Blutch’s Total Jazz is as Great as the Genre That Inspired It

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Blutch&#8217;s <i>Total Jazz</i> is as Great as the Genre That Inspired It

Writer/Artist: Blutch
Translator: Barbara Appleby
Publisher: Fantagraphics
Release Date: February 20, 2018

The number-one thing standing in the way of Total Jazz’s success is the fact that so many people won’t even bother to pick it up, either because they hate or are completely indifferent to jazz. I’m not here to tell you about how great jazz is. Some of it is lovely, and some of it is insufferable, and almost all huge jazz fans are the latter, but Blutch is somehow not. What this book is actually about is synesthesia, or at least the process by which humans can translate one art form into another (as well as how they fail at it). French comics artist Blutch (a.k.a. Christian Hincker) isn’t particularly well known in the United States, but he won the grand prize at the Angoulême comics festival back in 2009, which is a big dang deal. Also: he is wonderful. New York Review Comics put out the English translation of his book Peplum in 2016, and it was like turning over an ordinary log and finding a phantasmagoric beetle underneath: something rare and unexpected and mind-blowing.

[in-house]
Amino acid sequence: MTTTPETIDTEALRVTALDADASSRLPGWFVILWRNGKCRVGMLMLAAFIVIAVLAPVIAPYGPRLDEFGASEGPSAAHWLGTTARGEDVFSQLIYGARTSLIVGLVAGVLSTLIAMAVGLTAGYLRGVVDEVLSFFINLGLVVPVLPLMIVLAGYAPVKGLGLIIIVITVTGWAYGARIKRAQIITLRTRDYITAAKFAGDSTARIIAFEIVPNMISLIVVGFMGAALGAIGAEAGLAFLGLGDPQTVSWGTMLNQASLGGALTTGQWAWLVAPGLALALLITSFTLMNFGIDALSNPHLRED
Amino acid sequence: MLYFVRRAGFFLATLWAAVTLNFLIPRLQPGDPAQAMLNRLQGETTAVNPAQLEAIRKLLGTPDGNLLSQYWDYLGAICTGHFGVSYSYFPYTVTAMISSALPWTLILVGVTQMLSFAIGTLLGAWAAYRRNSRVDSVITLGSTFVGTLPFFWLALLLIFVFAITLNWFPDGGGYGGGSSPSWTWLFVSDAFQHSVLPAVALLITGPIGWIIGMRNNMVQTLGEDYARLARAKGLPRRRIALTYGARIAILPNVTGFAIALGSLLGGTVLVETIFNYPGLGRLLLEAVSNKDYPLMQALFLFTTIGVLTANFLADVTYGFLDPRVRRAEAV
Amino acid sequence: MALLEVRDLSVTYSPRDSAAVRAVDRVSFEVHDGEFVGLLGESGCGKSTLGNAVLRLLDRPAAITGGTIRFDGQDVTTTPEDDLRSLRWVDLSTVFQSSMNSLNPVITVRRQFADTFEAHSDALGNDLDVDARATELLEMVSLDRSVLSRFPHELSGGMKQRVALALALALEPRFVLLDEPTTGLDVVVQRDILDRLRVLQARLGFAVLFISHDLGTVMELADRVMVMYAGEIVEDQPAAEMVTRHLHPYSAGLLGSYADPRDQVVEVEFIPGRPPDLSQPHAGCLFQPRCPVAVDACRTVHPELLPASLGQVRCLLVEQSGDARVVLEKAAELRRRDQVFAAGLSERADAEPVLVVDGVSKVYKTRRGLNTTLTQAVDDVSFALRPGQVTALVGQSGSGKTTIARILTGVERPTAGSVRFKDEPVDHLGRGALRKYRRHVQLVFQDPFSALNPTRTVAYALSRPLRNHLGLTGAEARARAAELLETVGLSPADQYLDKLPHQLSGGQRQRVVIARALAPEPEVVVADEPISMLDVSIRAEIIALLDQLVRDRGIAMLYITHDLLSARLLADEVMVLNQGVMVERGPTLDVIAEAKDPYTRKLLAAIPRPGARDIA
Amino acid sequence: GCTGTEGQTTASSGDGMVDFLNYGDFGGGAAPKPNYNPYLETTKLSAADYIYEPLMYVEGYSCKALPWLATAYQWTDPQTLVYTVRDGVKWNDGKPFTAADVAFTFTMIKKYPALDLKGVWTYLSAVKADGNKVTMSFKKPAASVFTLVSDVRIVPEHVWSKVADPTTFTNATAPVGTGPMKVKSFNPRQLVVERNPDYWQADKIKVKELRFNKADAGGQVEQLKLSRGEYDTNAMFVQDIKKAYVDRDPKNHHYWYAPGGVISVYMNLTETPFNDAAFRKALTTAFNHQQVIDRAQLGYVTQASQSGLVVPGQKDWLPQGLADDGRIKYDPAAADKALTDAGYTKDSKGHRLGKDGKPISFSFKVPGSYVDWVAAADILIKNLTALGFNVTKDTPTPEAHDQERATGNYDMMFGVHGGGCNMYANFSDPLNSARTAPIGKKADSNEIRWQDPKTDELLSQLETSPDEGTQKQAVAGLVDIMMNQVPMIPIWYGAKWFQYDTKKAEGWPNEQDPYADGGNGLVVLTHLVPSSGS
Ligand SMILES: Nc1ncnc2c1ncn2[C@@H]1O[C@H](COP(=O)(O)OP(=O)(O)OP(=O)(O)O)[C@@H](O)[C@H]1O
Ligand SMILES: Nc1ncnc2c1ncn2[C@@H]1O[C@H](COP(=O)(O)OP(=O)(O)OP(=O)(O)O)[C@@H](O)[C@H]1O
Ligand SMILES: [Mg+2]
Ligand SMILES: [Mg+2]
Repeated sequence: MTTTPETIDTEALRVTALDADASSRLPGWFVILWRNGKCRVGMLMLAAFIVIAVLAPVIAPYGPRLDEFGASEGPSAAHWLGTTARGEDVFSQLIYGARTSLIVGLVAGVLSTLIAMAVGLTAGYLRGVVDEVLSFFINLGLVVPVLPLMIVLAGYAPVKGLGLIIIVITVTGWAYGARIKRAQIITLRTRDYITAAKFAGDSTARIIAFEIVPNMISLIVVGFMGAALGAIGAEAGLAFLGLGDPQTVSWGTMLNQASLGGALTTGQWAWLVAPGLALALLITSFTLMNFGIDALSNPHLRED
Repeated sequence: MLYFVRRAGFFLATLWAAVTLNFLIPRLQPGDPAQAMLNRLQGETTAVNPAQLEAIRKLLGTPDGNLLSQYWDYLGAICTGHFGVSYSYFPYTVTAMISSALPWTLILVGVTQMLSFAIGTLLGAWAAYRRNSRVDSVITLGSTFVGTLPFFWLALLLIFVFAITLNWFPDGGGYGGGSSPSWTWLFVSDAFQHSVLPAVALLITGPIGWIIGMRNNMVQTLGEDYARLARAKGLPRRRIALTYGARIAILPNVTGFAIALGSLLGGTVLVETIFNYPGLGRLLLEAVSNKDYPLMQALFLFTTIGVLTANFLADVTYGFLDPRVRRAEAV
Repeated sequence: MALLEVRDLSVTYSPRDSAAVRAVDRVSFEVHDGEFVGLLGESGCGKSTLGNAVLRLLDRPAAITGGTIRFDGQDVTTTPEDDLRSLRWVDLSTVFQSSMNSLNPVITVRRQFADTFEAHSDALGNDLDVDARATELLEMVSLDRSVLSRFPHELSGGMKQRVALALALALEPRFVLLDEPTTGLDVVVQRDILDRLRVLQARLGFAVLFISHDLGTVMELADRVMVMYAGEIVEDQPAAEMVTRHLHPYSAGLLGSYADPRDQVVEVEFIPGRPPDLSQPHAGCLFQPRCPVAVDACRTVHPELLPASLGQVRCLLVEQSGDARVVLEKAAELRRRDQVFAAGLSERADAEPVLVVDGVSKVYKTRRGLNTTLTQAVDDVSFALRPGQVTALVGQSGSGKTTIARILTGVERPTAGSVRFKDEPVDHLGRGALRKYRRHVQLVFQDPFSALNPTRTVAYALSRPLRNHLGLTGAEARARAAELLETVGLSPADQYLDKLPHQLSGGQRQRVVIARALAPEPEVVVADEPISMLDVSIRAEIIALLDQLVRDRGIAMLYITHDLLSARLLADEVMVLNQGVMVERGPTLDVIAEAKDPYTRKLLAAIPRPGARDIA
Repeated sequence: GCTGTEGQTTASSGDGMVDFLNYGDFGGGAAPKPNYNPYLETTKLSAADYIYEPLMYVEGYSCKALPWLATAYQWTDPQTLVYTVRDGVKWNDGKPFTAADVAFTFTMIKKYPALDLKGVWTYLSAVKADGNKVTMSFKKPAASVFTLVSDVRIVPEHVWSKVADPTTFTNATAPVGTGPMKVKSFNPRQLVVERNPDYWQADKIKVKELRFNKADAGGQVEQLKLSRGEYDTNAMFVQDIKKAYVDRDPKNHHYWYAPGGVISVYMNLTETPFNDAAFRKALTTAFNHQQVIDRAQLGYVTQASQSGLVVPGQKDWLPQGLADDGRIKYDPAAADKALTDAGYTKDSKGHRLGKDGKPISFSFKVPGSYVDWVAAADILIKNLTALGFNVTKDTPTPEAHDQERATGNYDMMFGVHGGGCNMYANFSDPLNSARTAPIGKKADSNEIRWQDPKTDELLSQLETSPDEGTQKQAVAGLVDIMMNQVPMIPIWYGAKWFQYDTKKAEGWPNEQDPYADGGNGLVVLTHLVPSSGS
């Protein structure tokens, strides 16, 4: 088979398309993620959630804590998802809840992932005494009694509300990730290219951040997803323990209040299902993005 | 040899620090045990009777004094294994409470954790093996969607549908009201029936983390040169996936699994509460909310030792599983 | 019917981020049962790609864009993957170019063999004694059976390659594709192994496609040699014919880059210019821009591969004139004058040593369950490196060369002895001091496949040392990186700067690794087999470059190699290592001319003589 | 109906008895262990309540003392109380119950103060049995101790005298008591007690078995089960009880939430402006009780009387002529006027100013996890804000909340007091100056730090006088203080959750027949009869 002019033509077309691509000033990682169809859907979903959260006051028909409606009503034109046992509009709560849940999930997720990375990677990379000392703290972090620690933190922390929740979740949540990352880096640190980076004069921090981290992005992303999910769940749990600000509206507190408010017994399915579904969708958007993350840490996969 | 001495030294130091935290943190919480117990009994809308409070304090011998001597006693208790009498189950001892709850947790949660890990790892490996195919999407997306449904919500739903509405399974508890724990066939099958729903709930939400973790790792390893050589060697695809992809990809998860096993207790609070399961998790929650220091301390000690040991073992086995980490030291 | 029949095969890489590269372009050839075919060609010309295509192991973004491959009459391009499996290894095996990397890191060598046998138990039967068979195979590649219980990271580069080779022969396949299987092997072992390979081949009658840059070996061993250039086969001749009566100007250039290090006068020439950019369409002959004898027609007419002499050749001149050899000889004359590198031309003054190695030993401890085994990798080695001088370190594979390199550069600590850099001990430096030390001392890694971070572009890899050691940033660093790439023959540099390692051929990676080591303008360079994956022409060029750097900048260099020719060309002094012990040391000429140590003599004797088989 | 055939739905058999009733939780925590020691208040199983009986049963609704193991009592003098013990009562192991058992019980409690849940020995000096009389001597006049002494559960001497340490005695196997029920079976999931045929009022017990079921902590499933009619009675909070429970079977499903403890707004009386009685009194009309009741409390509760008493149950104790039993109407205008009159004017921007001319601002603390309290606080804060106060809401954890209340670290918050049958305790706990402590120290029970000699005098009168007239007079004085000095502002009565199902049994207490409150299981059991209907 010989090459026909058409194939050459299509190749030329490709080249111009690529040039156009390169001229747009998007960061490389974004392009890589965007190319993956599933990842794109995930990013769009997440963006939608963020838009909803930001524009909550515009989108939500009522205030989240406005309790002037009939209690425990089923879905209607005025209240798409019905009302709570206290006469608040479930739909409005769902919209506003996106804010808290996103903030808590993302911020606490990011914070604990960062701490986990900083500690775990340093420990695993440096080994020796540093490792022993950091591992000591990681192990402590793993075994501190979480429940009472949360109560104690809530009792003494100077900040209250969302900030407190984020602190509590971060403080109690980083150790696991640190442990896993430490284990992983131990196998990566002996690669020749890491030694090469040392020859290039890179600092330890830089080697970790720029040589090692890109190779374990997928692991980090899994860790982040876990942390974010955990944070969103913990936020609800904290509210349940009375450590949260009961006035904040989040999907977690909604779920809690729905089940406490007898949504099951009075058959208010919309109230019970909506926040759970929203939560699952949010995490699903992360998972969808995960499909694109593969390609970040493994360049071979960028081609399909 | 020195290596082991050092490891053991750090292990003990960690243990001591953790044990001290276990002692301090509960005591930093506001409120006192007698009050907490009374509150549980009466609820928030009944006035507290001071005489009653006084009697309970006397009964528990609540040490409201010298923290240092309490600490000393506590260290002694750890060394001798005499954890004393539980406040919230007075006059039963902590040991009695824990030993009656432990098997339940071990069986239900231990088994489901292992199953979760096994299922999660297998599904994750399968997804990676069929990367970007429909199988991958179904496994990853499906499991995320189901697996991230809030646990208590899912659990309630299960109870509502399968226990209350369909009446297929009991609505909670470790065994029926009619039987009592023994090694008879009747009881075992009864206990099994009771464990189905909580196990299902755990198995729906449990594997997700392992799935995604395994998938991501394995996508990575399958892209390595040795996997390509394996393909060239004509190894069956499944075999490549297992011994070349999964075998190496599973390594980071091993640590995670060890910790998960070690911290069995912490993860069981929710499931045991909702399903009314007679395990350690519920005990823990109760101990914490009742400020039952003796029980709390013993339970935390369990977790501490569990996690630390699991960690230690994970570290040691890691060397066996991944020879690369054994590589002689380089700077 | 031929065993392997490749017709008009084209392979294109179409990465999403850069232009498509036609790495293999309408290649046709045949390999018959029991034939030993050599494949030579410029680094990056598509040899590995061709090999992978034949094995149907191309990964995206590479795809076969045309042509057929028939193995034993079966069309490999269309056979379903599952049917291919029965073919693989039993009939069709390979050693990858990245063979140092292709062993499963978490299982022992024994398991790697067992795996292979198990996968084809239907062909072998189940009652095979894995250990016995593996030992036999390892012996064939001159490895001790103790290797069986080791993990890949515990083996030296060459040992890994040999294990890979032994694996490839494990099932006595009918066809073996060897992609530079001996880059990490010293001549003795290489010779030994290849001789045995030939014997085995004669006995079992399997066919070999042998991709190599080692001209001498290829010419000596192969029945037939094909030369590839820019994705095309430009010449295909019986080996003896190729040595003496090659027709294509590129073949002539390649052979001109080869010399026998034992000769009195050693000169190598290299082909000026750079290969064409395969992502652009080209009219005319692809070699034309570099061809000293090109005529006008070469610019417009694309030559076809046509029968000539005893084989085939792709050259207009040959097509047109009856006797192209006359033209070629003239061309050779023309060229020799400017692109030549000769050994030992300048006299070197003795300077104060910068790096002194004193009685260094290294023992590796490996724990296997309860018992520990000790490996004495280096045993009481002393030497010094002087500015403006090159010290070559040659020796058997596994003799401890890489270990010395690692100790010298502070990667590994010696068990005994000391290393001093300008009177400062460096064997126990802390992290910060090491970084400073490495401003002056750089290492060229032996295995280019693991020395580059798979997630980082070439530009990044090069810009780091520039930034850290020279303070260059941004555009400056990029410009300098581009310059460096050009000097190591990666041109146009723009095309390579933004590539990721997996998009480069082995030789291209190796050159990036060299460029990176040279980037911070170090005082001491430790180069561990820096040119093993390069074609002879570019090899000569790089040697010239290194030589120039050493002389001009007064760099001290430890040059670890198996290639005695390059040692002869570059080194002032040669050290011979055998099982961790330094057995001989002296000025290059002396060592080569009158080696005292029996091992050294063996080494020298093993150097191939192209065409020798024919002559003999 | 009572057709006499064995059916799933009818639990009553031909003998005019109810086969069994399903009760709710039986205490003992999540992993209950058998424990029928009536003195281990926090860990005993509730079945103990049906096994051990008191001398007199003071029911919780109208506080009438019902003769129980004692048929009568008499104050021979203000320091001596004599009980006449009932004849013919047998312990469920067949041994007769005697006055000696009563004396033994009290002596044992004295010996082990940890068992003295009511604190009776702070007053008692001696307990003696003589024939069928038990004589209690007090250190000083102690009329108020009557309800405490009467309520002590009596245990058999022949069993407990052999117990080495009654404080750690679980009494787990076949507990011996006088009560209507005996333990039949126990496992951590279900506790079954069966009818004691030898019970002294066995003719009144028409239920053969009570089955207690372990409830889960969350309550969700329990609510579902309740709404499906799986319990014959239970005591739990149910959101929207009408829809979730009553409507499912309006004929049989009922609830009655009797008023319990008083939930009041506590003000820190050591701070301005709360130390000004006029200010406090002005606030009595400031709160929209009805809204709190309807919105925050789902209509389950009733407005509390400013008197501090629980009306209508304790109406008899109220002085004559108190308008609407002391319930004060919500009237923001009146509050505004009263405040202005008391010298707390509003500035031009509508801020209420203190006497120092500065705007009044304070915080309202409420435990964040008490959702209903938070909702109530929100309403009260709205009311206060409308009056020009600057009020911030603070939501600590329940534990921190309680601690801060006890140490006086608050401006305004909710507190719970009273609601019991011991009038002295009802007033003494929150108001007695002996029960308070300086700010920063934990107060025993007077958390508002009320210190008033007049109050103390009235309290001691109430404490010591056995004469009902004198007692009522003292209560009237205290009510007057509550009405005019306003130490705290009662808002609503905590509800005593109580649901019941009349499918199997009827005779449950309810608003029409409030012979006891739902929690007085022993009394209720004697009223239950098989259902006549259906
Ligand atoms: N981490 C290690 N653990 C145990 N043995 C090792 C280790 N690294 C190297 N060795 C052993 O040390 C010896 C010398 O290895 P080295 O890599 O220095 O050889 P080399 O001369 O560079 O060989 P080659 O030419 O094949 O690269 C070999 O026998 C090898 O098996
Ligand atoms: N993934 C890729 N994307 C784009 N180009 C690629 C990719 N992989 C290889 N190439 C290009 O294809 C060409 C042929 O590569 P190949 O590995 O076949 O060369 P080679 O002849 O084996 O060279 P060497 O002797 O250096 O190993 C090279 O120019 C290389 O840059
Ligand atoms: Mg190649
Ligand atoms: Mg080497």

Total Jazz Interior Art by Blutch

Total Jazz is the same trick. You go into it expecting to take your medicine like a dutiful grown-up person who reads comics, and you end up totally delighted. Mostly, this is because Blutch can flat-out draw. You get the feeling that if you dropped him on a desert island with nothing, he’d find a way to make some stellar art. Every crease in a pair of pants feels right but not photorealistic. His characters have weight to them, which means they walk around with confidence and presence. You don’t need to know much about jazz to appreciate or enjoy the book, and, in fact, your loose perceptions of it as noise appreciated by a very small audience that can nonetheless be very cool sometimes will be reinforced by its contents.

Total Jazz Interior Art by Blutch

Most of the pieces in here are only a page long, and they read like the best Mad magazine one-pagers, with fluid set-up, pacing and punchline all done without much padding. There’s a ton of cross-hatching and scribbly stuff, which can make the pages dark, but it doesn’t feel messy. It’s like a tornado confined to a bottle. Executed over a long period of time, for the magazine Jazzman, they show a fairly wide variety of line work and approach, but they’re all animated by the same rambunctious, itchy spirit. Read this book!

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